Today on July 21st, the International Association of Providers of AIDS Care (IAPAC) partners with NAZ (a UK-based sexual health charity) to observe Zero HIV Stigma Day. Zero HIV Stigma Day honors Prudence Mabele, the first Black South African woman to publicly share her HIV status, by raising awareness about the harm of stigma and addressing strategies to combat it.
HIV is a disease that attacks the body’s immune system and can develop into AIDS (Acquired Immunodeficiency Virus) if left untreated. About 1.2 million people in the U.S. have HIV, and 13 percent of cases go undiagnosed.
HIV stigma refers to negative beliefs or attitudes about people living with or at risk of HIV. Stigma can manifest in the health care setting through neglect, differential treatment, denial of care, breach of consent, or verbal abuse/gossip by healthcare providers.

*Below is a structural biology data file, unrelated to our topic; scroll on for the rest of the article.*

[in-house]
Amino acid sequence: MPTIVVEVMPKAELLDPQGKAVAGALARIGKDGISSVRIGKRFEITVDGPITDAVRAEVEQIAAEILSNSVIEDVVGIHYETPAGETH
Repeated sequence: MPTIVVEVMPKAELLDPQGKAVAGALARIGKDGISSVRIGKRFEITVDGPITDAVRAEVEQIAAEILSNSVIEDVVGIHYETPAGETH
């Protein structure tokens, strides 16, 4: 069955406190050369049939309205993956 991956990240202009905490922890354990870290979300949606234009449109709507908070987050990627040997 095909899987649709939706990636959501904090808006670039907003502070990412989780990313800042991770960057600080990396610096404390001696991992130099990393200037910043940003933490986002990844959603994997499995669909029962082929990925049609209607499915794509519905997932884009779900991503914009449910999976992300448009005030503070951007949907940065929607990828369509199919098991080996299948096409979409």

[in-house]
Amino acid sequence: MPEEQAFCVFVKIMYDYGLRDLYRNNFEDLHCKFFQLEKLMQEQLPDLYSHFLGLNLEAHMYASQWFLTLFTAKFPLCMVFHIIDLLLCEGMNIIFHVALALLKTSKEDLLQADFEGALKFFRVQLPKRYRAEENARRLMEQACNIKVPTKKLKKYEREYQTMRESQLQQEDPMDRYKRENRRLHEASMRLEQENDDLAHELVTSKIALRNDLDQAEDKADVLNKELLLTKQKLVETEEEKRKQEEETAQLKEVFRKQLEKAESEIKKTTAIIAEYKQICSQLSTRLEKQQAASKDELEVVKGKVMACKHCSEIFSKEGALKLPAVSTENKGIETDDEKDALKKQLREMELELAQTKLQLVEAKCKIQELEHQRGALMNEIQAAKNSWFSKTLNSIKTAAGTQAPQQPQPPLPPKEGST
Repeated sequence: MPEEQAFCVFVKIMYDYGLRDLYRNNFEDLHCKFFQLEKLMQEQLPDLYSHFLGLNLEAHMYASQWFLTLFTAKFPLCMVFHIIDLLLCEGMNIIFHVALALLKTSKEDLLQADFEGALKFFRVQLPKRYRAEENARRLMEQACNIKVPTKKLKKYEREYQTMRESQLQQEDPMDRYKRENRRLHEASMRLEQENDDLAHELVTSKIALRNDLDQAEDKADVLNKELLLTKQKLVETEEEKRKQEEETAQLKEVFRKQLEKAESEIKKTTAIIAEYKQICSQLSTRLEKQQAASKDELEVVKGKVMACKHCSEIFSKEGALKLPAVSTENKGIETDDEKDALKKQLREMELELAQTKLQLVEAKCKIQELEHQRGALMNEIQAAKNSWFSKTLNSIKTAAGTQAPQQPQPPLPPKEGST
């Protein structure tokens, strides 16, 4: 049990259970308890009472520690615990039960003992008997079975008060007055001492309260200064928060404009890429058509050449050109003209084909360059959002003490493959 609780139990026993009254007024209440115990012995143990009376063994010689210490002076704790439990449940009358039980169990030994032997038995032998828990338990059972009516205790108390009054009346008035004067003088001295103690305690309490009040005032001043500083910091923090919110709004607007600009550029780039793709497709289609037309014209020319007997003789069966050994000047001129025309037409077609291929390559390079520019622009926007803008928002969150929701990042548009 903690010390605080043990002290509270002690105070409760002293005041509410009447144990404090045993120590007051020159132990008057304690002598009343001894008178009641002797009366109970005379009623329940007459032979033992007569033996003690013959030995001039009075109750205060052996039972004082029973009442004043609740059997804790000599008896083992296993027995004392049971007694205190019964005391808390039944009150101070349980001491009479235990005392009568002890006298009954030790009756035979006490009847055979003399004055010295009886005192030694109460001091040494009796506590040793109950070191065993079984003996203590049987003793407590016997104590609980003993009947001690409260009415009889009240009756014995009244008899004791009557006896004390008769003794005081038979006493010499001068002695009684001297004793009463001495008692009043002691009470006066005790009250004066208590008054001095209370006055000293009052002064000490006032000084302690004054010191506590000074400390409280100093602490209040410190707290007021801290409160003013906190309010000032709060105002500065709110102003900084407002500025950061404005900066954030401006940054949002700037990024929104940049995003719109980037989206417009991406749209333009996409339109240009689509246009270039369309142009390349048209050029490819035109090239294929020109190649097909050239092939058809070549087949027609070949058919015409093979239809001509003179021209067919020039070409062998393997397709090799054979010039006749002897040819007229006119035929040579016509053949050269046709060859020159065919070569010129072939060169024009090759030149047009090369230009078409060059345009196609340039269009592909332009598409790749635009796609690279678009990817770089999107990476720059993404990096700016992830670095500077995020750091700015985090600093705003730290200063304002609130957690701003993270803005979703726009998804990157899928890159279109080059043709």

A 2018 study investigates the mechanisms through which HIV stigma negatively affects the outcomes of HIV patients. Someone with HIV who perceives a high level of stigma from the community might eventually internalize the stigma by accepting negative characterizations, labels, and perceptions and apply them to themselves. Internalized stigma leads this person to anticipate stigma from their community and may drive them to act in ways that are harmful to their treatment process, such as avoiding testing or treatment and not adhering to medication.
Creating a stigma-free environment allows patients to be empowered, involved in their healthcare decisions, and use other forms of support outside of health care. Health care providers and policymakers must combat stigma at the individual, environmental, and policy levels to improve patient outcomes.
Zero HIV Stigma Day’s website provides a toolkit for both education and public awareness. Take a look!